Mark Anthony Neal never fails. He finds a way to use his love of black music to talk about everything black at once. This time, he’s gotten at something that’s been worrying me for awhile now: when, and why, did public black culture become so degraded? I don’t just mean rap’s excesses but the paltry cultural footprint we’re leaving these days when we used to mesmerize with our art.
No matter how much harder being black used to be, at least we knew we were the coolest people on earth. Hang us from trees though whites certainly did, they still envied us our style and rightfully so. We bad! and the world couldn’t keep its eyes off us, on stage, screen or vinyl. The Temptations, afros, Chuck Berry, Lena Horne, The Cotton Club, jazz, blues, gospel. Now, public black culture is mostly rap, reality shows, overwrought r&b and over-priced clothing lines. Neal notes:
In his too-brilliant-to-be-dismissed collection of essays bloodbeats: vol. 1, Los Angeles cultural critic Ernest Hardy writes that “selling blackness is permissible in the mainstream marketplace; celebrating it is not. Few folks know the difference.” The occasion for Hardy’s observation was the release of the music video for Janet Jackson’s “Got Till It’s Gone,” of which he writes that the video “not only works the artfulness and artsiness that lie at the heart of everyday blackness but envisions a world of African cool, eroticism and playfulness that is electrifying in its forthrightness.” “Got Till It’s Gone” was released a decade ago and Hardy’s argument is no less true today. Indeed blackness seems an industry unto itself, accessible on myriad media platforms and as pervasive as the air; there’s rarely a moment where one can’t conceivable choke on blackness—especially as the remote surfs past another reality show under-written by the Viacom Corporation. But where does one celebrate blackness at this moment?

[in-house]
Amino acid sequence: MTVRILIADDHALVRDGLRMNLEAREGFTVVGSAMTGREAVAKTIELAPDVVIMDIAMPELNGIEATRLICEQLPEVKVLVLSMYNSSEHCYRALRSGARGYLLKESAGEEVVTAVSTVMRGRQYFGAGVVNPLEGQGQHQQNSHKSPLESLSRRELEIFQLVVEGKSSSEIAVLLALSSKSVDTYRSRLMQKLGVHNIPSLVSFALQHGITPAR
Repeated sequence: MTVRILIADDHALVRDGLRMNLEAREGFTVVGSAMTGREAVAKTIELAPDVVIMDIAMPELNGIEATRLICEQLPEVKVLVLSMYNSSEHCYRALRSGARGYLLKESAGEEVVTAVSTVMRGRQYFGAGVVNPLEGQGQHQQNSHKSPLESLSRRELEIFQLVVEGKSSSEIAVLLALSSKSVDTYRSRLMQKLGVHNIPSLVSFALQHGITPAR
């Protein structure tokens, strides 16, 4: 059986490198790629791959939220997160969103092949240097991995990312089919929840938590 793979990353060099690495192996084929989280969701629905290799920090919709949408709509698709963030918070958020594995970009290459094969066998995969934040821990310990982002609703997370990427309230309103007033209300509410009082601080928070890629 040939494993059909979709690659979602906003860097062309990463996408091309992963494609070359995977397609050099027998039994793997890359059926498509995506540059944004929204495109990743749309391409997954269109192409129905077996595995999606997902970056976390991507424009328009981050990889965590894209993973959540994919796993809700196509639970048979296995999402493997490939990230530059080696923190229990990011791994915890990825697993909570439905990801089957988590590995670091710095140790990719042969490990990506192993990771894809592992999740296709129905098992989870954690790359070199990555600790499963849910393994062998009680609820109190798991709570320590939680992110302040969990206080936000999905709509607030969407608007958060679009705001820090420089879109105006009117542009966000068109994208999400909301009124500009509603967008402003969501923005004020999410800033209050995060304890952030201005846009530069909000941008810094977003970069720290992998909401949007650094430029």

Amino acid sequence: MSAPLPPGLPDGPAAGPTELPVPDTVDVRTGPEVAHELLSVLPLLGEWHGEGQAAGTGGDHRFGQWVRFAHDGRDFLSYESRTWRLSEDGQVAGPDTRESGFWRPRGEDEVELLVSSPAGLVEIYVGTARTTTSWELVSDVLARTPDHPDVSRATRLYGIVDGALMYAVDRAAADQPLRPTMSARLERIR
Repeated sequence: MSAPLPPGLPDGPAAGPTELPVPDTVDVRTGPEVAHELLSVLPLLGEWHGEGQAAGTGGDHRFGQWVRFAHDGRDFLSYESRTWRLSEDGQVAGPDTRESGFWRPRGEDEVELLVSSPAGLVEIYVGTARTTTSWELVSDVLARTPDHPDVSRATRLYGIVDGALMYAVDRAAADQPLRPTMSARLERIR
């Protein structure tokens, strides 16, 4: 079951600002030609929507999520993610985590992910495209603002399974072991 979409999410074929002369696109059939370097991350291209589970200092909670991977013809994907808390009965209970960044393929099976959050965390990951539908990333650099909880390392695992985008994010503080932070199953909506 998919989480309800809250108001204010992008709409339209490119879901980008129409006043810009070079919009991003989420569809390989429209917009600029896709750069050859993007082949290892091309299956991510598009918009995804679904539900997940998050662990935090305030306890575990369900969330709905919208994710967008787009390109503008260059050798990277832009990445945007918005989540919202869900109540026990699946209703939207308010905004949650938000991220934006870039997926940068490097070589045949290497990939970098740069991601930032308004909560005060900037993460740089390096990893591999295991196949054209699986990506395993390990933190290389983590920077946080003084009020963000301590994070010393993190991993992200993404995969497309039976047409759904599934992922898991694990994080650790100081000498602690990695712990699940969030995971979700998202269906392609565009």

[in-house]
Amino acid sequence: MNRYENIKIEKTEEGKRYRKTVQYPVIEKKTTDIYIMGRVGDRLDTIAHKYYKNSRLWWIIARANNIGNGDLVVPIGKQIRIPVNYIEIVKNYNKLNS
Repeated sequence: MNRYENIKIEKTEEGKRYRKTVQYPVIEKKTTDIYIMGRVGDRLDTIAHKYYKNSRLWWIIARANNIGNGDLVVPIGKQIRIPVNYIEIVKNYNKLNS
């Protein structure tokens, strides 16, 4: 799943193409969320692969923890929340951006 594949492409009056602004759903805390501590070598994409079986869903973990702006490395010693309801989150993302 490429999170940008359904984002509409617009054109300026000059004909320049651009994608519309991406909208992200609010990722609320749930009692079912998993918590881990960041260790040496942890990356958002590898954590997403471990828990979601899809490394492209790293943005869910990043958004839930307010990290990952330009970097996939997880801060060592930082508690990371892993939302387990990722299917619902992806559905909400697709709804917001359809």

Blackness is everywhere but it doesn’t seem to be about much. Ironically, this occurs to me on the ever rarer occasions when black artistry does what it’s supposed to, what it used to do so much more reliably—remind me that blackness is amazing. Dreamgirls, the Color Purple and Corinne Bailey Rae shocked me. They made me cry; all those beautiful shades of black and all that talent. I had no idea how much I’d missed seeing myself being incredible, transcendant. Seeing blackness loved. They literally made me ache a little—I have to get out more—and realize that I missed blackness. I think the world does, too. 50 Cent is a poor replacement for Curtis Mayfield.
My days are filled with race. It’s how I make my living when it used to be how I lived my life. But integration came and now, most of the time, blackness is work—Jena 6, Don Imus, Dog the Bounty Hunter, nooses, Barack Obama, predatory lending and crack-powder cocaine sentencing disparities. Blackness as problem, as politics. Blackness as duty and something for which I have to travel—back home to see the family, a soul food restaurant, a post-scandal rally. My bi-racial children wouldn’t know collards and fried chicken if they tripped over them or how eight people shared one bathroom in the home their mother grew up in. They’ll never be able to enjoy the bilingual’s blessed retreat into Ebonics after a hard day fitting in on the job and they’ll never know what they’re missing. All they do know is when Mommy’s talking to Grandma, though, because she “talks funny”. At 6 and 4, they already sound like nerds, not Negroes. I’m as proud of their advanced vocabularies as I am worried that they’ll grow up incog Negro. Credentialed, but bland. In an integrated world, how are they supposed to access a cultural blackness? There’s a limit to how many times can I make them watch the Flip Wilson tapes I bought from Time-Life Books.
We eggheads are doing our part; what’s up with the black artist contingent? It used to be much harder to be black but it was also a hell of a lot cooler. Ellington, Gaye and Pryor saw to that. Did they leave so few successors?